Yemen has one of the highest rates of contamination from mines and other deadly explosives in the world, the International Red Cross has warned, nine years after the start of the civil war in this poor country on the Arabian Peninsula.
Plunged into a conflict triggered in July 2014 by a major offensive by Houthi rebels, supported by Iran, who entered the capital Sanaa two months later, Yemen is one of the three countries most affected by the contamination of weapons, said the International Committee of the Red Cross (ICRC).
Experts estimate that at least a million mines were laid there during the chaos, posing a daily danger along with unexploded shells and other debris.
“As far as weapons contamination is concerned, Yemen, along with Afghanistan and Iraq, are the three countries most affected,” said Fabrizio Carboni, ICRC regional director for the Middle East, in an interview. to the AFP.
“It’s devastating and it has a very significant impact on people, their security, but also their livelihoods,” he said, speaking by telephone from Yemen.
A military coalition led by Yemen's neighbor Saudi Arabia has supported Yemeni power against the Houthis since March 2015, a conflict that has left hundreds of thousands dead.
According to the UN-linked Civilian Impact Monitoring Project, landmines, unexploded shells and other weapons or munitions left behind during fighting have killed and injured 1,469 civilians over the past five years.
“The presence of unexploded ordnance is massive,” Carboni said.
Around 20% of herders living in two areas close to the front lines reported contamination by explosives on their land, the ICRC found in a series of interviews in 2022.
Another ICRC survey of herders found that 70 percent had lost their animals to landmines and other explosives.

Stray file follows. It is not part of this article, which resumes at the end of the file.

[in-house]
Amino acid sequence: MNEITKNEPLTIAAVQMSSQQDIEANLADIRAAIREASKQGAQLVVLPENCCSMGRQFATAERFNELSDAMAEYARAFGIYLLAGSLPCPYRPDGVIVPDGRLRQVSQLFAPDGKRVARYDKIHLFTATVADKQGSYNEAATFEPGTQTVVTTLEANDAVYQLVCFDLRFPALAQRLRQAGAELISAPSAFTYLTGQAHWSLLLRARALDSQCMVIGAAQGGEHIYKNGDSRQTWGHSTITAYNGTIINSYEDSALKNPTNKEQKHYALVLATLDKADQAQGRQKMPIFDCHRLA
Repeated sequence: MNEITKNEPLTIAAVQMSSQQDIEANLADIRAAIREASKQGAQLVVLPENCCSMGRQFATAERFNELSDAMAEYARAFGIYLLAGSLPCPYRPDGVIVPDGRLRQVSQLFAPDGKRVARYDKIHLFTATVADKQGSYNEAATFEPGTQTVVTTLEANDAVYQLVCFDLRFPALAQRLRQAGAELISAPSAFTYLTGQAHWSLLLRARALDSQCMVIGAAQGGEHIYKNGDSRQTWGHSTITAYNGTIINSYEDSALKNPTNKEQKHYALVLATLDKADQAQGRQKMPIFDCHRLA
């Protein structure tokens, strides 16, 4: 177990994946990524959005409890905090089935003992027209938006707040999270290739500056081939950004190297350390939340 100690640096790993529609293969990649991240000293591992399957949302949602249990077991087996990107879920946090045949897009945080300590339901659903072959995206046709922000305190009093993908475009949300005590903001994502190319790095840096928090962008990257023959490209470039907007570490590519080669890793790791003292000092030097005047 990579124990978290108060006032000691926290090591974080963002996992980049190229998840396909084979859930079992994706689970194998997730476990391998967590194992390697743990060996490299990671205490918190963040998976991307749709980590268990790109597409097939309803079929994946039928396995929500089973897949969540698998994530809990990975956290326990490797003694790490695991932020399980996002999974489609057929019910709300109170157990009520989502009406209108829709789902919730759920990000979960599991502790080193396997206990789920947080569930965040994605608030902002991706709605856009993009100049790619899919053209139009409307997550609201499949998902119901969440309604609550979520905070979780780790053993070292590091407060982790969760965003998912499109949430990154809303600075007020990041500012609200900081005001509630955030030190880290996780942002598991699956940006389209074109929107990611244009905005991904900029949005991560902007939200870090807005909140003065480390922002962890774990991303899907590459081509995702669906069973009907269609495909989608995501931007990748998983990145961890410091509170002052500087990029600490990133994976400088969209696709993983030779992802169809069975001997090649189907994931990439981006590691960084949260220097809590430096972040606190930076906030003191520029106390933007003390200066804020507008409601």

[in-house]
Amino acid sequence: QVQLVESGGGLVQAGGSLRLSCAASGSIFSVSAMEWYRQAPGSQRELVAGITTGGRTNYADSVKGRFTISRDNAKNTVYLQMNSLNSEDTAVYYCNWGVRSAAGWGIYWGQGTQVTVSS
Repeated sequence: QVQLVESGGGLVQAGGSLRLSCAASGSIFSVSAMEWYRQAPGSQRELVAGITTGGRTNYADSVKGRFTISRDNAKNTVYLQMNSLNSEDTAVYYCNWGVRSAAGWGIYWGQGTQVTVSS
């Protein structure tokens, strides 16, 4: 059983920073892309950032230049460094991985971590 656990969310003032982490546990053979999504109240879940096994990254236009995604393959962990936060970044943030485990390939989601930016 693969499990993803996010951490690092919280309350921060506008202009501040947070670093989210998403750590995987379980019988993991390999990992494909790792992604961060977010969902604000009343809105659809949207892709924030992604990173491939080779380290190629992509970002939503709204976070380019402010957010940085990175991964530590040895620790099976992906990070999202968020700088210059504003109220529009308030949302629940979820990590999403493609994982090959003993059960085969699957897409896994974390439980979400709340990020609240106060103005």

“The contamination is so important and so widespread that you will not be able to decontaminate everything” if the conflict ended today, according to Mr. Carboni.
Fighting in Yemen has mostly ceased since a U.N.-brokered ceasefire that took effect in April 2022 and largely held even after the deal expired in October 2022.
A Chinese-brokered rapprochement between Iran and Saudi Arabia, which have resumed diplomatic relations, has raised hopes for Yemen.
“This is the first time that I really have the feeling that there are convincing and concrete political options on the table and that violence is no longer the only option,” Carboni said.
But even if there was peace, clearing the country of explosives would take many years, he said, adding that it would require resources, expertise and machinery.
"We're talking maybe decades. But again, it's a question of resources."
“Today, we inform and we train,” added Mr. Carboni.
"We organize sessions with local communities to inform them of the risks associated with unexploded ordnance, and (ask them) to inform us if they find any (weapons or munitions left) during the war, so that we can organize (demining ) with the various authorities and partners."
The ICRC is also redoubling its efforts to identify and return the remains of combatants who died in each camp, Mr. Carboni continued. “There are many bodies left and we want to work with all parties” on this issue.
In May, rebels and government forces exchanged the bodies of 43 fighters, the largest such exchange since the start of the war.
"We want to be optimistic but at the same time we don't want to be naive," said the ICRC official.
09/11/2023 12:22:07 - Dubai (AFP) - © 2023 AFP